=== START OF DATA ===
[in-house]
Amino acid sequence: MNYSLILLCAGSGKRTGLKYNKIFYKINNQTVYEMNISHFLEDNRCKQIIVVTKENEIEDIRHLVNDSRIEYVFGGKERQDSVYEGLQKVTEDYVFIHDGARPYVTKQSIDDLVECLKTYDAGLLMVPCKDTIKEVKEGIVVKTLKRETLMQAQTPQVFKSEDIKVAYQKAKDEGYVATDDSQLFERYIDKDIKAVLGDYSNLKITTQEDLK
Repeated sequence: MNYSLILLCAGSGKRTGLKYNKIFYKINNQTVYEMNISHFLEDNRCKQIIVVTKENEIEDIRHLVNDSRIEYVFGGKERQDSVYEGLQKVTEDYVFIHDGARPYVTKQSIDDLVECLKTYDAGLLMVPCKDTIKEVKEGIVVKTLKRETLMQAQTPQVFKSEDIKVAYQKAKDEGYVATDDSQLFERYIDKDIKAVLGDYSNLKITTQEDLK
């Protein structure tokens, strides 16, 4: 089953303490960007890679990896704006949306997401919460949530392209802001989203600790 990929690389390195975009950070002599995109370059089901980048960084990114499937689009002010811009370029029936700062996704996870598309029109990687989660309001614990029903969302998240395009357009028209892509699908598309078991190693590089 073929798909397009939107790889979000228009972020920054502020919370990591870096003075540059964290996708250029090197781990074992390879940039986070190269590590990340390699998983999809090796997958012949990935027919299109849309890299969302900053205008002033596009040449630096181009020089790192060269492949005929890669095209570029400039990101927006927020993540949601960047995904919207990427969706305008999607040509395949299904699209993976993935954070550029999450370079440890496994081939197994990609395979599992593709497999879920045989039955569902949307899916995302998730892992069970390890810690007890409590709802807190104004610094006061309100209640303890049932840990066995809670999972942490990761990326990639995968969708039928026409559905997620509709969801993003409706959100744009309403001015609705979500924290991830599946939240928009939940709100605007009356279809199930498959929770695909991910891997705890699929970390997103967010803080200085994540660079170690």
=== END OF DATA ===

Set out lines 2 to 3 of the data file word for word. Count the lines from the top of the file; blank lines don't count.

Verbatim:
Amino acid sequence: MNYSLILLCAGSGKRTGLKYNKIFYKINNQTVYEMNISHFLEDNRCKQIIVVTKENEIEDIRHLVNDSRIEYVFGGKERQDSVYEGLQKVTEDYVFIHDGARPYVTKQSIDDLVECLKTYDAGLLMVPCKDTIKEVKEGIVVKTLKRETLMQAQTPQVFKSEDIKVAYQKAKDEGYVATDDSQLFERYIDKDIKAVLGDYSNLKITTQEDLK
Repeated sequence: MNYSLILLCAGSGKRTGLKYNKIFYKINNQTVYEMNISHFLEDNRCKQIIVVTKENEIEDIRHLVNDSRIEYVFGGKERQDSVYEGLQKVTEDYVFIHDGARPYVTKQSIDDLVECLKTYDAGLLMVPCKDTIKEVKEGIVVKTLKRETLMQAQTPQVFKSEDIKVAYQKAKDEGYVATDDSQLFERYIDKDIKAVLGDYSNLKITTQEDLK